Playing as Katya is just about what you’d expected from a 3rd person stealth game, meaning you sneak around taking cover and following enemy movements until you can attempt to either silently get by or go on a chokehold-spree until you’ve cleared a path. She also has her fair share of gadgets that you can build into your load out before each mission or find them throughout. These include, amongst other things, stun grenades, your basic set of pistols, and pagers which can be thrown and called to grab the attention of guards. Also present is the annoying stealth game quirk of the sneaking movement speed being only minutely faster than a guard’s walk speed, meaning that if you’re to follow someone in order to take them out then they are very likely to spin on their heel way faster then you can react and open fire. And trust me, you don’t want to take your chances with a silenced head shot. The guns in Clandestine were definitely made to fire so inaccurately that all reliance on them in soon vanquished, which I assume was their goal. In reality, Katya’s role would make for a rather bleak and repetitive experience alone and although the game centres around the first player it is the inclusion of Martin that creates a truly unique and interesting experience.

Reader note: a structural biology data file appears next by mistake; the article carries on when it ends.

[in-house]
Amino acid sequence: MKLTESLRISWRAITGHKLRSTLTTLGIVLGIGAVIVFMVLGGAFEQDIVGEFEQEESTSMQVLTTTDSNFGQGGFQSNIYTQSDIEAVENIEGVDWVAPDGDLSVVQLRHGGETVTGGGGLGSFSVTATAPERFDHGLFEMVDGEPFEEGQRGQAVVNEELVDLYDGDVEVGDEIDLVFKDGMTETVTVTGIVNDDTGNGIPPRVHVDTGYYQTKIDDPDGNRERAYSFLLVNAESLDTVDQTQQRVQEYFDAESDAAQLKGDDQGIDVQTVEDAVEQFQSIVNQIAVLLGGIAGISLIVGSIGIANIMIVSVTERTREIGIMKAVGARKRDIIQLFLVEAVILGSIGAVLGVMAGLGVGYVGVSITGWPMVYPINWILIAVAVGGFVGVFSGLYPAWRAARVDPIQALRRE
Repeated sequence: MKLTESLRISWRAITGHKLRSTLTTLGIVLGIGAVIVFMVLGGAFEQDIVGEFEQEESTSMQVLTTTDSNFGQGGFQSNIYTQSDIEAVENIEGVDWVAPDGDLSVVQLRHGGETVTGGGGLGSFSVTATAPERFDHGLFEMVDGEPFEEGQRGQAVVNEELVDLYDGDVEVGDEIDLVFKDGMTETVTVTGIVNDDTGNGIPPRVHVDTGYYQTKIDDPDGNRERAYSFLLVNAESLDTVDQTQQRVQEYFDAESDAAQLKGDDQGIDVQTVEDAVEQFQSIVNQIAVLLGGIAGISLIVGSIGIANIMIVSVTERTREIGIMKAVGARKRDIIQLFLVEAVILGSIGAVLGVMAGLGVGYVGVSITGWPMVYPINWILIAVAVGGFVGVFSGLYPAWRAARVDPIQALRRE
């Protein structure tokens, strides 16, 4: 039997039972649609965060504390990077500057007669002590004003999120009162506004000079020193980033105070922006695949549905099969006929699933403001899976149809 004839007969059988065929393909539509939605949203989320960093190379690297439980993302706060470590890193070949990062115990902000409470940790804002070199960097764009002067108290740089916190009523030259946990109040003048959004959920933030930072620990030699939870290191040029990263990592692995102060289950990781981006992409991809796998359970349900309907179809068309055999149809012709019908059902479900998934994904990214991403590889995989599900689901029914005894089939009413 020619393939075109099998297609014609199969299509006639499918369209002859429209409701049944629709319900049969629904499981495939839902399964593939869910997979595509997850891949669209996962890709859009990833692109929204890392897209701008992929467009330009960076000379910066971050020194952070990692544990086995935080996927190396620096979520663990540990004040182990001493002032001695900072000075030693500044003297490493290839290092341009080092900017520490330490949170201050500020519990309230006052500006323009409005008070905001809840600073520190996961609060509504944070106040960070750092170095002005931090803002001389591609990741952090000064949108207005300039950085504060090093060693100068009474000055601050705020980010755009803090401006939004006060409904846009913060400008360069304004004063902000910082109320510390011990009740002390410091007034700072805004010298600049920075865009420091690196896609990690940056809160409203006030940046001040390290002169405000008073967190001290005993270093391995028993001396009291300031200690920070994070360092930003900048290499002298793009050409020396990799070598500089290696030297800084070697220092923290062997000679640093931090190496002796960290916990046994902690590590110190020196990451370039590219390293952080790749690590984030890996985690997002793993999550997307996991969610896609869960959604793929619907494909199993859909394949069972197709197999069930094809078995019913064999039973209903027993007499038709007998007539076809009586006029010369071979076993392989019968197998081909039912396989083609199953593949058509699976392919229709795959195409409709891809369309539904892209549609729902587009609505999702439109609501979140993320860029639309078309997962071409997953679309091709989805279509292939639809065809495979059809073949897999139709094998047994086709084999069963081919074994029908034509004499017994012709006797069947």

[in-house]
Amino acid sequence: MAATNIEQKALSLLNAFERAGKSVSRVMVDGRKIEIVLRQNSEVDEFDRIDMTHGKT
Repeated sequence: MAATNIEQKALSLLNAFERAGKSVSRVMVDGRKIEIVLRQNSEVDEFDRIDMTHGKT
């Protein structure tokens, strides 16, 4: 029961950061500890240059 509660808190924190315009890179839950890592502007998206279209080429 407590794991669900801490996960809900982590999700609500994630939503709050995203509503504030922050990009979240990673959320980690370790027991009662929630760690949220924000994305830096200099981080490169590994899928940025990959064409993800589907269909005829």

Katya Sneaking